Japanese Sim-Lei EV boasts sweet specs, horrible style

When it comes to green electric vehicles, many new cars sport very odd and unattractive designs, at least IMHO.

Sure, a few EVs out there look quite nice, like the Tesla Roadster, for example. But not the Sim-Lei, a new Japanese EV that is the result of a joint venture between Keio University and some 34 companies.

Frankly, it reminds me more than a little of the head of a battle droid from the new Star Wars films.


Odd looks aside, the car boasts some pretty sweet green features under the hood, with a purported driving range on a full charge of 190 miles. As you may recall, that is nearly double the official range of EVs like the Nissan Leaf. 

Granted, it’s very common for EVs to get much less than the estimates in real-world driving. The top speed for the Sim-Lei is a scant 60 mph, and it has a 24.5-kilowatt battery pack.


“The basic concept of the design of this vehicle is to achieve a cruising range of over 300km while maintaining a constant 100km/h speed,” Keio University explained in a statement.

“By operating the vehicle with a high efficiency, 65kW, 700 newton meter motor, battery load is suppressed. A drag coefficient of 0.19 has been achieved by minimizing air resistance.”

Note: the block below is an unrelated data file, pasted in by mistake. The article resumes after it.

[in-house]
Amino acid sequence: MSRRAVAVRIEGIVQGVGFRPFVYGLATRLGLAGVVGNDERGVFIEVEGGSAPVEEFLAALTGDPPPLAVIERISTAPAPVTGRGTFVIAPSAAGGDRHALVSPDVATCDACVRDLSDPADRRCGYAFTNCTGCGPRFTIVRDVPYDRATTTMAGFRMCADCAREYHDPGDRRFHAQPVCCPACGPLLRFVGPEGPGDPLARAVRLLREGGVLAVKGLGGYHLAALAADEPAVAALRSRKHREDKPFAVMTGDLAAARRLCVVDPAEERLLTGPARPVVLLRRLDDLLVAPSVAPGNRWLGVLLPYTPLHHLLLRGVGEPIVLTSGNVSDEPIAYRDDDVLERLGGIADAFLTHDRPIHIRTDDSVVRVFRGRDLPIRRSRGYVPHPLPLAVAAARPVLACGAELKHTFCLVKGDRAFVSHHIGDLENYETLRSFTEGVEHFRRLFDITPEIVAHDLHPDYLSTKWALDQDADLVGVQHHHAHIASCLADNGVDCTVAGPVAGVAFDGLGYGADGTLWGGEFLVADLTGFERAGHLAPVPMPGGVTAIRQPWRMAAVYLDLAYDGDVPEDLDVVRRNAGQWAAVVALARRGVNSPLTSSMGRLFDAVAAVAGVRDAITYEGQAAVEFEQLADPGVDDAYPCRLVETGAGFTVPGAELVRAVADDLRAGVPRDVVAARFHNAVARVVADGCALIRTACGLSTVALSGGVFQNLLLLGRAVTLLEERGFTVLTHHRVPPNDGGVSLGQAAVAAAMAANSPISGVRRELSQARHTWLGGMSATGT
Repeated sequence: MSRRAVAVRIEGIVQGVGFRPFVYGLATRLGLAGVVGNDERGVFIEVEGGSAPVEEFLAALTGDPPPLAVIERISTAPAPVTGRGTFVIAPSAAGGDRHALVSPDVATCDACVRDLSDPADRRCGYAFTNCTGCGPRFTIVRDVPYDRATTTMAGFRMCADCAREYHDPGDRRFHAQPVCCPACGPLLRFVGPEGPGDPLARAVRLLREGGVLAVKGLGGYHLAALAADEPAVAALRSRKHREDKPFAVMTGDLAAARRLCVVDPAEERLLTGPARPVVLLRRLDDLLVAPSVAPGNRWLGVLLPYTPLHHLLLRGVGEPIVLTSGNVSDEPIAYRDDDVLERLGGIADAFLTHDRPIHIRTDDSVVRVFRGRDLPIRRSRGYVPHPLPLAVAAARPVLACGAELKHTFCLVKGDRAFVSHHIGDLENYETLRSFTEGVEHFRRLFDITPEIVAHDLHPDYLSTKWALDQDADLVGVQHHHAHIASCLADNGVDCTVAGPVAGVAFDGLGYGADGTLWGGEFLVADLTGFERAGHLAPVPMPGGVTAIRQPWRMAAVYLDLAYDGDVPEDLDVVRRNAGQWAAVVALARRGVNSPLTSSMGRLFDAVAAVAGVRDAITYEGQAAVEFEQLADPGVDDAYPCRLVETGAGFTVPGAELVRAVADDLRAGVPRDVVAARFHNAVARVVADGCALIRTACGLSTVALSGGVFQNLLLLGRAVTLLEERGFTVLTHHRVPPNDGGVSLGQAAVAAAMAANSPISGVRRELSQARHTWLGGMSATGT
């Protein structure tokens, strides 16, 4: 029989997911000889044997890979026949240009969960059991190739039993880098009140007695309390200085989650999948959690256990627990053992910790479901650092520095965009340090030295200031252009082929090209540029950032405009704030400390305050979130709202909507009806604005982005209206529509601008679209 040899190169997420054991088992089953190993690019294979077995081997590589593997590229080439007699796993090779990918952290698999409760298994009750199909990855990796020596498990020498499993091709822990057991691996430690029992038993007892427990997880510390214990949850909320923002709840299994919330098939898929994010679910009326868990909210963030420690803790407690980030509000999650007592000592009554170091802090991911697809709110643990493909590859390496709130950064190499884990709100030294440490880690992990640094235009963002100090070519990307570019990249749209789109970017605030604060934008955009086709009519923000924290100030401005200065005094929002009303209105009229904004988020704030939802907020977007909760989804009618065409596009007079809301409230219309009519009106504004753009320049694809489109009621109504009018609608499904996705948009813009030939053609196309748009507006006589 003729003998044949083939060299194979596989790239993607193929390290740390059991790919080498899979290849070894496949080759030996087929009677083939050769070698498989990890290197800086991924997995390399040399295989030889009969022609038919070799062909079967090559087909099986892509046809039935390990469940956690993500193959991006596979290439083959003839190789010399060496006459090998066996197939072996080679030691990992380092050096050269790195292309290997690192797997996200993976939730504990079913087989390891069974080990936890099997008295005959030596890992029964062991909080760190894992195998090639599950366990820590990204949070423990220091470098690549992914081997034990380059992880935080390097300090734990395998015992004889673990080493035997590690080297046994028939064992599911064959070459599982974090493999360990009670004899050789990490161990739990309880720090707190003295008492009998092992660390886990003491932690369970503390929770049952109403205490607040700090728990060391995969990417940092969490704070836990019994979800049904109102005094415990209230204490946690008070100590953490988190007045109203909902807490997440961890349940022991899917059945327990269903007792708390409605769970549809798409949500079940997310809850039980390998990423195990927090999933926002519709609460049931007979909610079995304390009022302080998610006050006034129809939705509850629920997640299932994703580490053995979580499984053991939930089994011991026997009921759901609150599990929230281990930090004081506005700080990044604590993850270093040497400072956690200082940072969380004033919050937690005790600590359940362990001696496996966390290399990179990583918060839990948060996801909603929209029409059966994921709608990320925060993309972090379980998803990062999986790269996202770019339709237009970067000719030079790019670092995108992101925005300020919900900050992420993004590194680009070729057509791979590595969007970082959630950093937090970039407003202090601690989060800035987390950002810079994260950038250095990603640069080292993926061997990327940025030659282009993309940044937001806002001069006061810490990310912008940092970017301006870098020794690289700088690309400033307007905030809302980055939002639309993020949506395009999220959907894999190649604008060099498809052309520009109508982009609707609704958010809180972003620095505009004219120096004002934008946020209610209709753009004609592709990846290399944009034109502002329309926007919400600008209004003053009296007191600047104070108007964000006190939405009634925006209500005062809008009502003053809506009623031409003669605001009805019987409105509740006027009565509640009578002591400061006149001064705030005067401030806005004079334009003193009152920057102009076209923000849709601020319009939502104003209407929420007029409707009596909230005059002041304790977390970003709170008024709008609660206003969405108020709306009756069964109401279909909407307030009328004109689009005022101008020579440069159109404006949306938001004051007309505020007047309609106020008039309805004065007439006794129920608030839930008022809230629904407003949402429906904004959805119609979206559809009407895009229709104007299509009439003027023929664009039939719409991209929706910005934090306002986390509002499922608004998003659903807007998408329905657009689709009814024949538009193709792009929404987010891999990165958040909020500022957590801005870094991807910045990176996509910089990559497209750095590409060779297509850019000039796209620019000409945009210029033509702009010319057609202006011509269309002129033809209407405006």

I had hoped that the exterior style might be pure concept meant to grab attention, but apparently the vehicle is set to enter the Japanese market in its current iteration by 2013.

DigiInfo.tv reports that the vehicle interior is quite tech heavy and includes a 19-inch screen for navigation that also acts as a rear-view monitor – along with cameras to supplement tiny side mirrors for improved visibility.

To be honest, 

I always wonder about the wisdom of cramming EVs with advanced tech like this. Simply put, anything that draws power from that battery pack shortens the driving distance of the car.